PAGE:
The report estimated it takes an able-bodied individual about four minutes to manoeuvre the underground route (assuming they know where they are going) but nine minutes for an individual in a wheelchair (again, assuming they know where they are going and the elevators and escalators are in working order, which they aren’t always, especially those located in private buildings during evenings and weekends).

The study found that the at-grade crossing for able-bodied pedestrians would be shortened, compared with the underground route, as they have to wait for the lights to change.

While the report considered five options, it recommended one – option 4 – which had the least impact on traffic while providing the greatest degree of safety to pedestrians.

The Dillon report was clear at the outset that introducing pedestrians would negatively affect traffic flow.

"It can be seen from the tables that in all cases, the introduction of at-grade pedestrian crossings to the intersection will have a negative impact on vehicular traffic," states the report. "This is logical and to be expected as the traffic controls must be adjusted to provide safe crossing for pedestrians of all levels of mobility, whereas existing conditions prohibit crossings by pedestrians and prioritizes efficiency of vehicle movement over everything else."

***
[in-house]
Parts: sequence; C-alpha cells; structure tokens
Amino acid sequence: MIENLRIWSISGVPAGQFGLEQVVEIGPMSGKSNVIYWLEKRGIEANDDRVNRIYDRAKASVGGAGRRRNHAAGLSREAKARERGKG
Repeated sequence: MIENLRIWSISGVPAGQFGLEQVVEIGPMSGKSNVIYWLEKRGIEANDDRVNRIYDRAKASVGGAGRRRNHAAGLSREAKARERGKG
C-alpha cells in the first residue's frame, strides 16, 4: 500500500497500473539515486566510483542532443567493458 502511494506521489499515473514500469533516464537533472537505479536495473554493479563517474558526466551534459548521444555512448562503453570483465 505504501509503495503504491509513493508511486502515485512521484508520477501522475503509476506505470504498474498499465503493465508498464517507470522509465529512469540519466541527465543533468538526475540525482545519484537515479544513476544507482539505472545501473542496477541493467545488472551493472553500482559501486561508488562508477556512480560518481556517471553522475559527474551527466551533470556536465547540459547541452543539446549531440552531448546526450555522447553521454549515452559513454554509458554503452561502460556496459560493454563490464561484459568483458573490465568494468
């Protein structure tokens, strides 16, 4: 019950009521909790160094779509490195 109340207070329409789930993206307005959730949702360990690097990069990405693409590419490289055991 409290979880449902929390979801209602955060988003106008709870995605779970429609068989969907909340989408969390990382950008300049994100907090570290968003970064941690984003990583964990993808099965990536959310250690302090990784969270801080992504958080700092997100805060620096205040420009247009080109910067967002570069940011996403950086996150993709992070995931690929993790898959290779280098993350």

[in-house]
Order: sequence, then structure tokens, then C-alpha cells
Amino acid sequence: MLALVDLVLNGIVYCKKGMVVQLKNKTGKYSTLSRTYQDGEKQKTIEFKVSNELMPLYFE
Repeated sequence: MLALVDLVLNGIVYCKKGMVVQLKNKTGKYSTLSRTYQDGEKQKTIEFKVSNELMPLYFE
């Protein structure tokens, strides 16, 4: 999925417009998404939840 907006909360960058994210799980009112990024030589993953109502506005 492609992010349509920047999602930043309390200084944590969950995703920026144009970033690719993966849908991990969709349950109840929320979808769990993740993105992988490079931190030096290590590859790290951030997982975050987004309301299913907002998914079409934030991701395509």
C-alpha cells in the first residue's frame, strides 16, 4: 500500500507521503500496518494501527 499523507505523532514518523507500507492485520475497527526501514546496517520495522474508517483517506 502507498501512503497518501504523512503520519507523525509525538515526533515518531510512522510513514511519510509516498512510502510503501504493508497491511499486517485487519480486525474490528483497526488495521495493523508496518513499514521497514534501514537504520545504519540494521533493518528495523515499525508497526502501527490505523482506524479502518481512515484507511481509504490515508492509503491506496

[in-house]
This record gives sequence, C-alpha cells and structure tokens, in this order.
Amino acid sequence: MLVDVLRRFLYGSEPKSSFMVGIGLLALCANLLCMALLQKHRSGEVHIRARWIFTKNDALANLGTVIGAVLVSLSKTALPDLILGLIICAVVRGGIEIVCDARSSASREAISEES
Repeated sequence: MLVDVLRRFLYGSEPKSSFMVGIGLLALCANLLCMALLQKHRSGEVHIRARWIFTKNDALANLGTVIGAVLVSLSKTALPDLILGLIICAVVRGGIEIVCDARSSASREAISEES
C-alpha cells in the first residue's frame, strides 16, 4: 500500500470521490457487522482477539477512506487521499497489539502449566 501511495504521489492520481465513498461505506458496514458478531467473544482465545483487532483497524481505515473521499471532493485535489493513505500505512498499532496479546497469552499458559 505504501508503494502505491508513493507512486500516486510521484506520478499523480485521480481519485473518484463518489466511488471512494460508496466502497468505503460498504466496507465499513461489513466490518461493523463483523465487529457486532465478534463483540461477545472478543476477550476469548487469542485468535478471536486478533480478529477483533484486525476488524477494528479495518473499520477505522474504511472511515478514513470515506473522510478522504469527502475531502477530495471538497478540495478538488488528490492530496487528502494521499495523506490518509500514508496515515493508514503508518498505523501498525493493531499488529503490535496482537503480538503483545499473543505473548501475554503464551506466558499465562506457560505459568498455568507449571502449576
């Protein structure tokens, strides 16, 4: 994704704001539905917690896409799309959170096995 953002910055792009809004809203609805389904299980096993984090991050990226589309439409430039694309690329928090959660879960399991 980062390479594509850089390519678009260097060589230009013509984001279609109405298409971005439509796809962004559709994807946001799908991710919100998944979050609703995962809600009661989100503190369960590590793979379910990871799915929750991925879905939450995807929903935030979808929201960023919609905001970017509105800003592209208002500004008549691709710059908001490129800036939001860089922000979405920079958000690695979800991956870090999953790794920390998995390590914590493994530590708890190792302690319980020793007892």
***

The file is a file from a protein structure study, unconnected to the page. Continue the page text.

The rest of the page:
The report concluded that introducing pedestrians will have minimal impact on traffic flows – traffic north and south on Main Street will see minimal delays, if any; and the greatest impacts will be vehicles turning left and right at the intersection, with greater delays for transit.

The chart on pages 36 and 37 laid out the differences in vehicle travel times through the intersection, as it was in 2016 and how it’s projected to be for the recommended Option 4:

  • peak morning traffic delay would average about 30 seconds
  • peak afternoon traffic delay would average about 52 seconds
  • there would be no delay for northbound and southbound traffic on Main Street

— Transit will experience some delays: Morning travel times through the intersection, in all directions, are projected to be unaffected; Afternoon travel times will see delays for left- and right-hand turns through the intersection varying from under two minutes (east-bound Portage right onto Main) to 4:39 (west-bound from Portage Avenue East).

Highlights of the Dillon Consulting report, Portage and Main Transportation Study

Average vehicle delay time, for all directions, based on the recommended design using 2016 data: Mornings: 30.6 seconds; Afternoons: 52.6 seconds

No delay for afternoon traffic in either northbound or southbound Main street

A projected 15-second delay for morning southbound Main Street traffic

Traffic delays through the intersection

Average vehicle delay time, for all directions, based on the recommended design using 2016 data: Mornings: 30.6 seconds; Afternoons: 52.6 seconds